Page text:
Primary Care When a newly recruited primary care physician leader joined SCMG, she faced several issues early in her tenure, including:
  • A desire to identify and implement a performance improvement initiative based on the adoption of a clinical best practice that would produce favorable patient outcomes;
  • A regional and health system concern that opioid utilization was too high;
  • An initial review that revealed a wide variation in SCMG physician opioid prescribing without apparent justification for that variation; and 
  • An awareness that dealing with “drug seekers” on a daily basis was taking a toll on SCMG providers, who also perceived that they had no resources to help them effectively deal with the situation.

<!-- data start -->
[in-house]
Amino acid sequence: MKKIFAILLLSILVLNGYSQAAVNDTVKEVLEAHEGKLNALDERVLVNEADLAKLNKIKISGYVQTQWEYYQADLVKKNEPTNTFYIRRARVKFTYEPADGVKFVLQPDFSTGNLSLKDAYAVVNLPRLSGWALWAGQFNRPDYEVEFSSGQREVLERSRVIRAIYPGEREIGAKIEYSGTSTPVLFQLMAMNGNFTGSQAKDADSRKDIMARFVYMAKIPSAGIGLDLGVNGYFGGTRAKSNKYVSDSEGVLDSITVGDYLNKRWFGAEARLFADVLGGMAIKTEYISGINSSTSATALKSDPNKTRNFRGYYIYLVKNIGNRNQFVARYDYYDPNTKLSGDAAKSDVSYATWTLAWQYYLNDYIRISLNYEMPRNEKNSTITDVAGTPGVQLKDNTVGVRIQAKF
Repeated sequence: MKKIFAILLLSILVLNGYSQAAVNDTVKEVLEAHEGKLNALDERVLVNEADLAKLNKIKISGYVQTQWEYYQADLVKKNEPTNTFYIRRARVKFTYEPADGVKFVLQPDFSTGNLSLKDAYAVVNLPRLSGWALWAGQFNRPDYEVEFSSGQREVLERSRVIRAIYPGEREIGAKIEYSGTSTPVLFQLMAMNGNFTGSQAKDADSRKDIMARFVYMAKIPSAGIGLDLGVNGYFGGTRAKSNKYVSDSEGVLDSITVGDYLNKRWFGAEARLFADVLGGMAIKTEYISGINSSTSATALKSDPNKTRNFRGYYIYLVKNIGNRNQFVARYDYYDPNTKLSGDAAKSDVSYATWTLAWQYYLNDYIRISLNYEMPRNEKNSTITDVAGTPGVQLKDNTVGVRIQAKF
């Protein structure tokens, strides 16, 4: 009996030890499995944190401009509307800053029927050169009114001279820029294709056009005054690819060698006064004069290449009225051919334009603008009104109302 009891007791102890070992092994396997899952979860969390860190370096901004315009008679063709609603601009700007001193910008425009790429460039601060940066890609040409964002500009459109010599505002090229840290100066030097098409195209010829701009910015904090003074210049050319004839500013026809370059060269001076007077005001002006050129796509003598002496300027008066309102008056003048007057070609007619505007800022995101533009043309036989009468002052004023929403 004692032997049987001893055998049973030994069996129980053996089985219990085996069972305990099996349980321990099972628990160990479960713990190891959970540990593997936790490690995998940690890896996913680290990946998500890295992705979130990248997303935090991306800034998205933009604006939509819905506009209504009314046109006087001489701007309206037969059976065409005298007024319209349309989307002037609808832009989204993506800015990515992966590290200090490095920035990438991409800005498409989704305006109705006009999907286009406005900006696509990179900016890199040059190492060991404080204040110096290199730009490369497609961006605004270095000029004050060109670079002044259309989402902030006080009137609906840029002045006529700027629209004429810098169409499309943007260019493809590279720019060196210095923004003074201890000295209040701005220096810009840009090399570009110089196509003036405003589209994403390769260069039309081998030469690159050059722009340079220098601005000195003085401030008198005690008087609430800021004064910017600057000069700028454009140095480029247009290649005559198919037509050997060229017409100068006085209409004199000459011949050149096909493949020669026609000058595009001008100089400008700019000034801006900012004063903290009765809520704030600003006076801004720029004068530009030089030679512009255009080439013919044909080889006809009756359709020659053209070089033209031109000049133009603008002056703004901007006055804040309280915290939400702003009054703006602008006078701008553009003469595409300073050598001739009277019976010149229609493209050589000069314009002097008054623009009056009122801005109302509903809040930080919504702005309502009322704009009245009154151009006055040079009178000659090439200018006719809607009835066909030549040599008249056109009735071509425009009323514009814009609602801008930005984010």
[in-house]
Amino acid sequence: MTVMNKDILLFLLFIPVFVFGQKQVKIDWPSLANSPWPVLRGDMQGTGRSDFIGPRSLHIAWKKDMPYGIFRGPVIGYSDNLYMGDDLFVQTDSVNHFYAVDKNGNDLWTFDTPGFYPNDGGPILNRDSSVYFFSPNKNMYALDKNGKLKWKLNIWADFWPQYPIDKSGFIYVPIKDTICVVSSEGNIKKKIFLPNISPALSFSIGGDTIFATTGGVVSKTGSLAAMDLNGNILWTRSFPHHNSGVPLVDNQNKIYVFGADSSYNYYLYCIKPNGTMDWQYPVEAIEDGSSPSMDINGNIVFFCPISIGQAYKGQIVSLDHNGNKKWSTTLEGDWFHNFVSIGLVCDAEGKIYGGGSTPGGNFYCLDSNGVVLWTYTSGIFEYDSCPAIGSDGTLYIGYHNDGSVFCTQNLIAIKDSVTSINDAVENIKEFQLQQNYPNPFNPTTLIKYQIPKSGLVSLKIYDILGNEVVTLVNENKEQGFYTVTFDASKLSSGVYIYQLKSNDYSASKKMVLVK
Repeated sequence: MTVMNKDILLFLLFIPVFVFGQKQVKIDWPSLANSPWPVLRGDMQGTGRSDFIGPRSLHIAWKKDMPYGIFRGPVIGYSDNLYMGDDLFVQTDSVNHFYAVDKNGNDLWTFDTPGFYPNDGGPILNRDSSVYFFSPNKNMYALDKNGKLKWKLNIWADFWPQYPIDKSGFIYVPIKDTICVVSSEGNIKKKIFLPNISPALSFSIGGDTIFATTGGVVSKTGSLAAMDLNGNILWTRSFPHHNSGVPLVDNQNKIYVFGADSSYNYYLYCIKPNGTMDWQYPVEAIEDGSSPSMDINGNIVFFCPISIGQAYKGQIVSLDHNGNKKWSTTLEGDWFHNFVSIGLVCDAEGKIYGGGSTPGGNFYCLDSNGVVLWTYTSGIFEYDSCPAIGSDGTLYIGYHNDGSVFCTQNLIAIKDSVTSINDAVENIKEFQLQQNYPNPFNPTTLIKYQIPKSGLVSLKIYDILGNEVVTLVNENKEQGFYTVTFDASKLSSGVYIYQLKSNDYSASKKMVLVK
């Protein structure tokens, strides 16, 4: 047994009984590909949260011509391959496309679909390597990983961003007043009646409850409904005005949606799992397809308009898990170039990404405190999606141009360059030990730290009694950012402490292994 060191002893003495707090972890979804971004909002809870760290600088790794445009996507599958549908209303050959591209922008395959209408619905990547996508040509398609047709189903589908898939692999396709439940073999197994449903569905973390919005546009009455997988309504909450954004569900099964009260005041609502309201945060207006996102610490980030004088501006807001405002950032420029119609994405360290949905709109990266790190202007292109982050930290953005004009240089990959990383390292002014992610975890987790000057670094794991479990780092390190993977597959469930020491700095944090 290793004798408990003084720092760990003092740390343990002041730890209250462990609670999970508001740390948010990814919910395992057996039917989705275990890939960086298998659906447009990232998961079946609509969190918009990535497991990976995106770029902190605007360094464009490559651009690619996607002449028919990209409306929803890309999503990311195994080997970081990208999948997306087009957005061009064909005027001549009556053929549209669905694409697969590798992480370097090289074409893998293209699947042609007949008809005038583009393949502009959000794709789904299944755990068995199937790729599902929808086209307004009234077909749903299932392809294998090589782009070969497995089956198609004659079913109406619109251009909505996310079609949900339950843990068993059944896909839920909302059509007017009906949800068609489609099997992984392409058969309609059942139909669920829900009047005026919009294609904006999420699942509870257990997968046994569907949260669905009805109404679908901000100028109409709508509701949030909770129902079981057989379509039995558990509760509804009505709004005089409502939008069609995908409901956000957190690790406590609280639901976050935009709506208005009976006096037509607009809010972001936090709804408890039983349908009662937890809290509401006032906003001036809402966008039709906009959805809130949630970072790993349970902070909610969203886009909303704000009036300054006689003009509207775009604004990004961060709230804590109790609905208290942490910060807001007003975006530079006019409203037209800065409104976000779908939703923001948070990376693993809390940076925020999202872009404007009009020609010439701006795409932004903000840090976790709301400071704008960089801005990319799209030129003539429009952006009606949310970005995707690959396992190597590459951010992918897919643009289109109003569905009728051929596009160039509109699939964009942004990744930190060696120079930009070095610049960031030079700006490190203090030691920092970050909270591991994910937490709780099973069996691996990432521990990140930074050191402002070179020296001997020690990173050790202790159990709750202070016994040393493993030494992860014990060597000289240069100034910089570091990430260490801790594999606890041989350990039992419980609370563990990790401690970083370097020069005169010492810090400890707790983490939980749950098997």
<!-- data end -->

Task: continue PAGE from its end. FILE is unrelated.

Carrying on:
To address this challenge, the group utilized the following four-pronged system-based approach to promote success: 
  1. Document and evaluate the variation among SCMG physician opioid prescribing and get the physicians to agree that the variation was not justifiable. 
  2. Define a standardized, best process for helping patients with chronic opioid utilization that included development of opioid prescribing guidelines consistent with best practices, access to medical pain management expertise, creation of a controlled medication assessment clinic staffed by physicians trained in palliative care medicine, and the adoption of a standard opioid weaning protocol. 
  3. Develop the resources required to implement the process. 
  4. Achieve consensus agreement that all patients with recurring opioid prescriptions would be screened, and if advisable, enter the weaning protocol.